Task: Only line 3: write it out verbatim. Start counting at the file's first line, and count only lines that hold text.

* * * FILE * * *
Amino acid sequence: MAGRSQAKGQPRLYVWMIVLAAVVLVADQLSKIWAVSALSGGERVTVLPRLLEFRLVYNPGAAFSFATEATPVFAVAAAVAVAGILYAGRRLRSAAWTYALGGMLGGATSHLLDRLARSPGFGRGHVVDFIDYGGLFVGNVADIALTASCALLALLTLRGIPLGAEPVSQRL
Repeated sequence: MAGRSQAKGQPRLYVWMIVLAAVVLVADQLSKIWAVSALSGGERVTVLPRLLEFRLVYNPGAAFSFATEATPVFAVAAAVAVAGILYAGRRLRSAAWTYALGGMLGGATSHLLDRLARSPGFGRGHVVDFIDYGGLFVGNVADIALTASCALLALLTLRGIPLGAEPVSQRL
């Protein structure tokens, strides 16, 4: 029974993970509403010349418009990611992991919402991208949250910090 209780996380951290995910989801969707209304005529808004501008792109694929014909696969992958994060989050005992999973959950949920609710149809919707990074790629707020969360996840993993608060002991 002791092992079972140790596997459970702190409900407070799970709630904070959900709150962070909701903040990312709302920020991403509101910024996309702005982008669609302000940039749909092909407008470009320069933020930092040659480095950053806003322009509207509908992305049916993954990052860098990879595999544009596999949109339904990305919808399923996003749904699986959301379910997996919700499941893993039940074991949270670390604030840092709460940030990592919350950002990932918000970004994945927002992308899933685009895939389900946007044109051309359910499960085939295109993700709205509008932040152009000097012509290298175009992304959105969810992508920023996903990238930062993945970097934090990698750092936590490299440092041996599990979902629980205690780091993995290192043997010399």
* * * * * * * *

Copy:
């Protein structure tokens, strides 16, 4: 029974993970509403010349418009990611992991919402991208949250910090 209780996380951290995910989801969707209304005529808004501008792109694929014909696969992958994060989050005992999973959950949920609710149809919707990074790629707020969360996840993993608060002991 002791092992079972140790596997459970702190409900407070799970709630904070959900709150962070909701903040990312709302920020991403509101910024996309702005982008669609302000940039749909092909407008470009320069933020930092040659480095950053806003322009509207509908992305049916993954990052860098990879595999544009596999949109339904990305919808399923996003749904699986959301379910997996919700499941893993039940074991949270670390604030840092709460940030990592919350950002990932918000970004994945927002992308899933685009895939389900946007044109051309359910499960085939295109993700709205509008932040152009000097012509290298175009992304959105969810992508920023996903990238930062993945970097934090990698750092936590490299440092041996599990979902629980205690780091993995290192043997010399």